Gas Chromatograph Installed and Operating at Summit, Greenland Observatory
Global Monitoring Division - ESRL-GMD
This story entered on 25th Jul, 2007 01:32:26 PM PST

Brian Vasel and Don Neff, scientists from NOAA/ESRL, installed a gas chromatograph at the Summit, Greenland atmospheric observatory to measure climate forcing gases from the extreme, high altitude polar environment of continental Greenland. The instrument measures important non-carbon dioxide greenhouse gases including nitrous oxide, methane, sulfur hexafluoride, chlorofluorocarbon-11, -12, -113, methyl chloroform, carbon tetrachloride, chloroform, and halon-1211 in real time. Carbon monoxide, an indicator of combustion, and hydrogen are also measured. The gas chromatograph became fully operational on July 14 and the data are automatically sent to Boulder via the internet.

Background:

The Summit, Greenland station is operated by the National Science Foundation (NSF). NOAA provided instrumentation and supports a range of atmospheric measurements in addition to providing staff for the winter 9-months of the year during the most intense period of the NOAA measurement program. The Summit gas chromatograph is similar to existing gas chromatographs operated at the NOAA baseline observatories, including Pt. Barrow, Alaska; Mauna Loa, Hawaii, Point Matatula, American Samoa, and South Pole, and the cooperative station at Niwot Ridge, CO.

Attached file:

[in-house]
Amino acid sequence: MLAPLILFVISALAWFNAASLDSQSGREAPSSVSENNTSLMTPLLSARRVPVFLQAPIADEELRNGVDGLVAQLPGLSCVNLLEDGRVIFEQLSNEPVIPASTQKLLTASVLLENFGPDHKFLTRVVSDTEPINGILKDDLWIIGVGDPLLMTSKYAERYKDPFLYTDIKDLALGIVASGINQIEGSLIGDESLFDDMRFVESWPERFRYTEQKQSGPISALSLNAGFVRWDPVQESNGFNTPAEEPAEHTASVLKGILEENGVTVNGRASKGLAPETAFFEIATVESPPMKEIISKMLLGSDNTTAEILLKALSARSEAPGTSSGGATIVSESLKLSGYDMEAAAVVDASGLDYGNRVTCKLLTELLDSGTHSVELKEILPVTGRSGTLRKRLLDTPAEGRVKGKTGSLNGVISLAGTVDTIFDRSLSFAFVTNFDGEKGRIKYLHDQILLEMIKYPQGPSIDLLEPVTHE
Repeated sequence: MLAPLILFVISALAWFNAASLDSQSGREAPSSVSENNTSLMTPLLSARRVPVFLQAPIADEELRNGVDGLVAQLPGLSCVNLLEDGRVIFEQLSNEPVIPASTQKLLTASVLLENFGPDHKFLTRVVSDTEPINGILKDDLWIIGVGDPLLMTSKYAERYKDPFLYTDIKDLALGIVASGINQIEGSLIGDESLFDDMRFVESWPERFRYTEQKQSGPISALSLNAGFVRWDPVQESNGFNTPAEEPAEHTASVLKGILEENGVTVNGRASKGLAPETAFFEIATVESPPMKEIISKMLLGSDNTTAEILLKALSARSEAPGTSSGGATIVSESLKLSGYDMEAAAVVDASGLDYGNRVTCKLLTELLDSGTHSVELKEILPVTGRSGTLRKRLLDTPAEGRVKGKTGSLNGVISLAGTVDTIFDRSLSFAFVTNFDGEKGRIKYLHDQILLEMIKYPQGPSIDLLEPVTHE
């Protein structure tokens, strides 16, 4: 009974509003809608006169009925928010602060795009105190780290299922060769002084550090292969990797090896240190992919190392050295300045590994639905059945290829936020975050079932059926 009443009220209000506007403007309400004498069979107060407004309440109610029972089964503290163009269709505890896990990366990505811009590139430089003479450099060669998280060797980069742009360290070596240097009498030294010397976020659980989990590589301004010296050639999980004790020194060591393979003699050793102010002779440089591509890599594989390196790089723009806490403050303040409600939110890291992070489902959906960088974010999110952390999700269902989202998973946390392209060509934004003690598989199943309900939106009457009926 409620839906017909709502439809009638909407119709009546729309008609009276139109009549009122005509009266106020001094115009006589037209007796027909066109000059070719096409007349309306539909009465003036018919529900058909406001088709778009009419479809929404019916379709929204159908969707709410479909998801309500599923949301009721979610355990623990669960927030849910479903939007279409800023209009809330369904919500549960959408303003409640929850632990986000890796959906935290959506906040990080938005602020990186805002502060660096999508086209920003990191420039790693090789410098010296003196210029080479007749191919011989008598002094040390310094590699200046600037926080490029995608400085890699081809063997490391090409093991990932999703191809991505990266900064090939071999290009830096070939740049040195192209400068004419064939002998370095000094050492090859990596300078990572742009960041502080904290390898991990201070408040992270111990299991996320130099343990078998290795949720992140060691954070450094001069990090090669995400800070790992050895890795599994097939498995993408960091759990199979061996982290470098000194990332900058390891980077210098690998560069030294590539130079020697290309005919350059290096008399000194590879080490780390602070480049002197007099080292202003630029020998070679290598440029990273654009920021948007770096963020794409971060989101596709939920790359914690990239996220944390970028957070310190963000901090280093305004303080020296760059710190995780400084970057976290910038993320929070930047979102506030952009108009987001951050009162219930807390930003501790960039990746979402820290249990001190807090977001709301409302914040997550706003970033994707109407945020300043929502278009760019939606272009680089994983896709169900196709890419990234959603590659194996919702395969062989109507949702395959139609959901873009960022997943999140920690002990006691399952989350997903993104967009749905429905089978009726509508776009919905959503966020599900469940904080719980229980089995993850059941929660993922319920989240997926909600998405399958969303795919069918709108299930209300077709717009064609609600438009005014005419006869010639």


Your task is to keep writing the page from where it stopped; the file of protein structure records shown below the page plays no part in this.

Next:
Significance:

The Summit measurements will provide valuable information on the concentrations and seasonality of climatically important trace gases entering and exiting the Arctic from Europe and North America in relation to the Atlantic Ocean basin. Up until this time, the majority of similar monitoring was concentrated on the Pacific Ocean basin. This work supports the Climate Goal of NOAA.

More information: http://www.esrl.noaa.gov/gmd/dv/hats/cats/stations/index.html

Contact information
Name: Geoff Dutton
Tel: (303) 497-6086
Geoff.Dutton@noaa.gov